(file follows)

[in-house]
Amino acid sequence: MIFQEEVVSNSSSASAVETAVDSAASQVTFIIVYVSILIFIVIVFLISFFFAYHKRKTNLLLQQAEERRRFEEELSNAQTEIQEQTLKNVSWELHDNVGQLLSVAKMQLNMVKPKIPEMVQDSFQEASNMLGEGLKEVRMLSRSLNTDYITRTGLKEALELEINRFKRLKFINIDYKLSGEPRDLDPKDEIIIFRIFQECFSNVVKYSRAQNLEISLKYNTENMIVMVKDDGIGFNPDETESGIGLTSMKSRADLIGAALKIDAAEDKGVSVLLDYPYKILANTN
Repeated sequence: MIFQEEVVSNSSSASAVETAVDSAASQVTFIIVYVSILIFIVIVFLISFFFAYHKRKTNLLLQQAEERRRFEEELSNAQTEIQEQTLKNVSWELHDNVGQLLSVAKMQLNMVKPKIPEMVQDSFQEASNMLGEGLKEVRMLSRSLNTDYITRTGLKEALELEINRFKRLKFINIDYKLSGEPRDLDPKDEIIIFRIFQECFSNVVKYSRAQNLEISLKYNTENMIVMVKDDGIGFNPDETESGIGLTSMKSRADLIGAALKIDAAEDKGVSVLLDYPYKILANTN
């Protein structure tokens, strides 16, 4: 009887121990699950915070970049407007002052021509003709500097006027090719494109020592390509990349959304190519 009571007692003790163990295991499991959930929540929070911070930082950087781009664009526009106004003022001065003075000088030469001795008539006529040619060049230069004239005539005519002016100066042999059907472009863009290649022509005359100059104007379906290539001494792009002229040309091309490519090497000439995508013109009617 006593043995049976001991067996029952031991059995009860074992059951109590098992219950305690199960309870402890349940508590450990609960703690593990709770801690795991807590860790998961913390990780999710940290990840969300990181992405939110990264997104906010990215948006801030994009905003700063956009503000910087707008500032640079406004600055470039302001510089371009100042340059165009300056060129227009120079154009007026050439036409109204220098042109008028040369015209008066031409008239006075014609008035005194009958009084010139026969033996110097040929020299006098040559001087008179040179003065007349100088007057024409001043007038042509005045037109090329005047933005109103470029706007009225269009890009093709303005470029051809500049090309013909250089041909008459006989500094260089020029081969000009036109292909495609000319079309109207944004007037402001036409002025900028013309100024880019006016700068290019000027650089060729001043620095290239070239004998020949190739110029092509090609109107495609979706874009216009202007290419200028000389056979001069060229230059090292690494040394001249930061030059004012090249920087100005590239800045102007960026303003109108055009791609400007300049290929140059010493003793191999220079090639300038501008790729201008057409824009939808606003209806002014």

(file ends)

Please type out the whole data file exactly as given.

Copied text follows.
[in-house]
Amino acid sequence: MIFQEEVVSNSSSASAVETAVDSAASQVTFIIVYVSILIFIVIVFLISFFFAYHKRKTNLLLQQAEERRRFEEELSNAQTEIQEQTLKNVSWELHDNVGQLLSVAKMQLNMVKPKIPEMVQDSFQEASNMLGEGLKEVRMLSRSLNTDYITRTGLKEALELEINRFKRLKFINIDYKLSGEPRDLDPKDEIIIFRIFQECFSNVVKYSRAQNLEISLKYNTENMIVMVKDDGIGFNPDETESGIGLTSMKSRADLIGAALKIDAAEDKGVSVLLDYPYKILANTN
Repeated sequence: MIFQEEVVSNSSSASAVETAVDSAASQVTFIIVYVSILIFIVIVFLISFFFAYHKRKTNLLLQQAEERRRFEEELSNAQTEIQEQTLKNVSWELHDNVGQLLSVAKMQLNMVKPKIPEMVQDSFQEASNMLGEGLKEVRMLSRSLNTDYITRTGLKEALELEINRFKRLKFINIDYKLSGEPRDLDPKDEIIIFRIFQECFSNVVKYSRAQNLEISLKYNTENMIVMVKDDGIGFNPDETESGIGLTSMKSRADLIGAALKIDAAEDKGVSVLLDYPYKILANTN
């Protein structure tokens, strides 16, 4: 009887121990699950915070970049407007002052021509003709500097006027090719494109020592390509990349959304190519 009571007692003790163990295991499991959930929540929070911070930082950087781009664009526009106004003022001065003075000088030469001795008539006529040619060049230069004239005539005519002016100066042999059907472009863009290649022509005359100059104007379906290539001494792009002229040309091309490519090497000439995508013109009617 006593043995049976001991067996029952031991059995009860074992059951109590098992219950305690199960309870402890349940508590450990609960703690593990709770801690795991807590860790998961913390990780999710940290990840969300990181992405939110990264997104906010990215948006801030994009905003700063956009503000910087707008500032640079406004600055470039302001510089371009100042340059165009300056060129227009120079154009007026050439036409109204220098042109008028040369015209008066031409008239006075014609008035005194009958009084010139026969033996110097040929020299006098040559001087008179040179003065007349100088007057024409001043007038042509005045037109090329005047933005109103470029706007009225269009890009093709303005470029051809500049090309013909250089041909008459006989500094260089020029081969000009036109292909495609000319079309109207944004007037402001036409002025900028013309100024880019006016700068290019000027650089060729001043620095290239070239004998020949190739110029092509090609109107495609979706874009216009202007290419200028000389056979001069060229230059090292690494040394001249930061030059004012090249920087100005590239800045102007960026303003109108055009791609400007300049290929140059010493003793191999220079090639300038501008790729201008057409824009939808606003209806002014």